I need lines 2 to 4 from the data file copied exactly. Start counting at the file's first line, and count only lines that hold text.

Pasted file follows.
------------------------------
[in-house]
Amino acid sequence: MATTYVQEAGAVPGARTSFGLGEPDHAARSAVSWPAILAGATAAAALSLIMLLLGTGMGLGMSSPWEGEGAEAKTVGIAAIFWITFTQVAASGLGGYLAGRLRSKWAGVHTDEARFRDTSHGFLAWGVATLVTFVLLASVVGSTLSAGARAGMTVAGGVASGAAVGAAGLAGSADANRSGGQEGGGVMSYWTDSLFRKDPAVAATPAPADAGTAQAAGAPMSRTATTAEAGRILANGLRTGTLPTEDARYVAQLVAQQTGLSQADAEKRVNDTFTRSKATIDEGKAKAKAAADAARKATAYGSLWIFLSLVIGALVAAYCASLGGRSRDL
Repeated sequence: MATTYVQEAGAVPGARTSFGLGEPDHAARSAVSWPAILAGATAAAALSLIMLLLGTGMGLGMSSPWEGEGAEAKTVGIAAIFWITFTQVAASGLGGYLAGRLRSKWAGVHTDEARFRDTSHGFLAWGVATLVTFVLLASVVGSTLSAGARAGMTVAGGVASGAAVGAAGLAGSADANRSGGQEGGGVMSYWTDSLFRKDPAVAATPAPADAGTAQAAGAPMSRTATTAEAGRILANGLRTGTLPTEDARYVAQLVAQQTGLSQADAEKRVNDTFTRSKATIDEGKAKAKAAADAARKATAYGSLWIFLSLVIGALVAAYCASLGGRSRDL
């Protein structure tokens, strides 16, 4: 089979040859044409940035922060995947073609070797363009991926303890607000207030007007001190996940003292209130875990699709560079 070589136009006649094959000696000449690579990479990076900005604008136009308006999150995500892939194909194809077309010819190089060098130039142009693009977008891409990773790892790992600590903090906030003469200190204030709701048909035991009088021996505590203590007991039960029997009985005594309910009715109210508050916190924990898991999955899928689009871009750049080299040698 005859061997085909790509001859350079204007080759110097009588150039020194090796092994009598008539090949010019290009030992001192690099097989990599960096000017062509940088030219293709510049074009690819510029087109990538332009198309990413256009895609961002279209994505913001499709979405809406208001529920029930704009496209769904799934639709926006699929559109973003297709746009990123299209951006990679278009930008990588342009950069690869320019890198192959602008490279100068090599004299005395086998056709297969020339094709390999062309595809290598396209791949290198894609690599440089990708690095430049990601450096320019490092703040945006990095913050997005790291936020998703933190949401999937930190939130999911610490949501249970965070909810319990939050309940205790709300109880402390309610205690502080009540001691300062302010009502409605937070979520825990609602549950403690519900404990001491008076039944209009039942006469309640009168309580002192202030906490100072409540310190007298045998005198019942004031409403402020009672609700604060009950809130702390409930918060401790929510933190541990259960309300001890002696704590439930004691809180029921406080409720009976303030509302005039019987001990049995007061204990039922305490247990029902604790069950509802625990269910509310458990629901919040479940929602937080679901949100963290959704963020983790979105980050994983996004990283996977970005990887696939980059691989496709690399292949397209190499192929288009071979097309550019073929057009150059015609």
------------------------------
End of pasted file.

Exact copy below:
Amino acid sequence: MATTYVQEAGAVPGARTSFGLGEPDHAARSAVSWPAILAGATAAAALSLIMLLLGTGMGLGMSSPWEGEGAEAKTVGIAAIFWITFTQVAASGLGGYLAGRLRSKWAGVHTDEARFRDTSHGFLAWGVATLVTFVLLASVVGSTLSAGARAGMTVAGGVASGAAVGAAGLAGSADANRSGGQEGGGVMSYWTDSLFRKDPAVAATPAPADAGTAQAAGAPMSRTATTAEAGRILANGLRTGTLPTEDARYVAQLVAQQTGLSQADAEKRVNDTFTRSKATIDEGKAKAKAAADAARKATAYGSLWIFLSLVIGALVAAYCASLGGRSRDL
Repeated sequence: MATTYVQEAGAVPGARTSFGLGEPDHAARSAVSWPAILAGATAAAALSLIMLLLGTGMGLGMSSPWEGEGAEAKTVGIAAIFWITFTQVAASGLGGYLAGRLRSKWAGVHTDEARFRDTSHGFLAWGVATLVTFVLLASVVGSTLSAGARAGMTVAGGVASGAAVGAAGLAGSADANRSGGQEGGGVMSYWTDSLFRKDPAVAATPAPADAGTAQAAGAPMSRTATTAEAGRILANGLRTGTLPTEDARYVAQLVAQQTGLSQADAEKRVNDTFTRSKATIDEGKAKAKAAADAARKATAYGSLWIFLSLVIGALVAAYCASLGGRSRDL
């Protein structure tokens, strides 16, 4: 089979040859044409940035922060995947073609070797363009991926303890607000207030007007001190996940003292209130875990699709560079 070589136009006649094959000696000449690579990479990076900005604008136009308006999150995500892939194909194809077309010819190089060098130039142009693009977008891409990773790892790992600590903090906030003469200190204030709701048909035991009088021996505590203590007991039960029997009985005594309910009715109210508050916190924990898991999955899928689009871009750049080299040698 005859061997085909790509001859350079204007080759110097009588150039020194090796092994009598008539090949010019290009030992001192690099097989990599960096000017062509940088030219293709510049074009690819510029087109990538332009198309990413256009895609961002279209994505913001499709979405809406208001529920029930704009496209769904799934639709926006699929559109973003297709746009990123299209951006990679278009930008990588342009950069690869320019890198192959602008490279100068090599004299005395086998056709297969020339094709390999062309595809290598396209791949290198894609690599440089990708690095430049990601450096320019490092703040945006990095913050997005790291936020998703933190949401999937930190939130999911610490949501249970965070909810319990939050309940205790709300109880402390309610205690502080009540001691300062302010009502409605937070979520825990609602549950403690519900404990001491008076039944209009039942006469309640009168309580002192202030906490100072409540310190007298045998005198019942004031409403402020009672609700604060009950809130702390409930918060401790929510933190541990259960309300001890002696704590439930004691809180029921406080409720009976303030509302005039019987001990049995007061204990039922305490247990029902604790069950509802625990269910509310458990629901919040479940929602937080679901949100963290959704963020983790979105980050994983996004990283996977970005990887696939980059691989496709690399292949397209190499192929288009071979097309550019073929057009150059015609």